Extract from a paper prepard by P/O Gordon Grange Wright

Orders where to remain within the confines of the camp; however,”boys will be boys” and we did wander beyond the pale, usually making along the river which runs through Halle and on both sides of which is a large park. General Eisenhower had orbidden fratrenization with German girls, but I think all of us
transgressed that edict in some measure; language seemed to be about the only distinguishing mark between these girls and Canadian or English girls.
On May 11th three hundred of us were taken to a nearby drome, from which a fleet of DC 3’s were to take us to Rheims in France. We were divided into groups of twenty-five and assigned to an aircraft. After a magnificent lack of red tape we took off. Later that evening we landed at a field to the north of Rheims; trucks were on hand to take us through the town to an American army camp twenty miles or so to the south.
Next day we returned to Rheims, being taken however to another drome west Rheims. The field was covered with men and aircraft, so we had to await our turn; however, as we were about to enter our aircraft, flying was washed out owing to a change in the wind. The field had only two runways, neither of which was suitable.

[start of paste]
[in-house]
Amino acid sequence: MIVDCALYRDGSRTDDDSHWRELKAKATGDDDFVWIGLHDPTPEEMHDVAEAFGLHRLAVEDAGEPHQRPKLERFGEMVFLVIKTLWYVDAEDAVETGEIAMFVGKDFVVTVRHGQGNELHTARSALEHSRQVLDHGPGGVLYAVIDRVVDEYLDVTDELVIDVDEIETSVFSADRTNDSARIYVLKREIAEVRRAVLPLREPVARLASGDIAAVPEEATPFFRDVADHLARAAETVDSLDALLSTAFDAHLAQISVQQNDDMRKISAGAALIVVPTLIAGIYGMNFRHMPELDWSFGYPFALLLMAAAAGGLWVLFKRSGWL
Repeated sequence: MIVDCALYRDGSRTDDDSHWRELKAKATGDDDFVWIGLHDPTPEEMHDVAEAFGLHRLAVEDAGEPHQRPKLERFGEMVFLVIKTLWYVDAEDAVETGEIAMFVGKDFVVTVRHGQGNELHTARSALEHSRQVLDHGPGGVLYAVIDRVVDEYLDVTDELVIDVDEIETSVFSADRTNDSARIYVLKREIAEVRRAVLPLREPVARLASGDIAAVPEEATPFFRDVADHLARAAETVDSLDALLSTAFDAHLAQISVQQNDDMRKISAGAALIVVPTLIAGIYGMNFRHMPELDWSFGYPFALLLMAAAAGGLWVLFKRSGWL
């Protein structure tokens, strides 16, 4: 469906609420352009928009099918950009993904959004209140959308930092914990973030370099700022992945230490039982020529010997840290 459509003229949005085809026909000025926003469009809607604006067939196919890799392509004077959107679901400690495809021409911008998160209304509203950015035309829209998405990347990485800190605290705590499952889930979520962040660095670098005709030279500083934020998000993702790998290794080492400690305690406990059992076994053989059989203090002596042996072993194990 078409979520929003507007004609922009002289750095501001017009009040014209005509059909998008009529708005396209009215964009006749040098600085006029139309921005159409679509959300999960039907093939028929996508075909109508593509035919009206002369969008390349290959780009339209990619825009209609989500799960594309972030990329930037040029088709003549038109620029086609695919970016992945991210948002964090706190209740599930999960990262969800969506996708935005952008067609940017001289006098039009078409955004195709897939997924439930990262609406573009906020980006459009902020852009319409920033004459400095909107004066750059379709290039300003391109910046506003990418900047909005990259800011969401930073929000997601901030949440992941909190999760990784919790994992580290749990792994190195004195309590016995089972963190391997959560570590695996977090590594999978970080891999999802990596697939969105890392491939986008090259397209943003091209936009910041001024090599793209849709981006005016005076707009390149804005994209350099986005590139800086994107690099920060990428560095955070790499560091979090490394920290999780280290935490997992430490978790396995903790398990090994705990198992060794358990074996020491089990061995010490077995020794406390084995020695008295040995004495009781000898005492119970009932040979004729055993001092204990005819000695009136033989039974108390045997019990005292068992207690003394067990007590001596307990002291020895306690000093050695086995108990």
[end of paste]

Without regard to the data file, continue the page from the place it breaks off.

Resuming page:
Somewhat dejectedly we returned - but to a different camp south of the city. The following day we traipsed back to the same field, again having to await our turn. This time, as we were about take off, a kite piled up on the runway, so flying had to be cancelled again.
On the third day we at length succeeded in taking off, following another long wait; these hold-ups resulted solely from the bungling methods of three fussy, last-war British lieutenant-colonels, attired in shorts, who busied themselves running about the field - the acme of ineffectiveness.
When we took off there wasn’t a cloud in the sky; as we approached England, however it began to close in and became very bumpy. We were supposed to land at Wing, my old OTU, north west of London, but visibilty was so bad we had to follow the coast south and then west, flying as low as we possibly could. Finally we managed to turn in at Ford, not far from Bournemouth. Time 4 p.m.; Date May 14, 1945.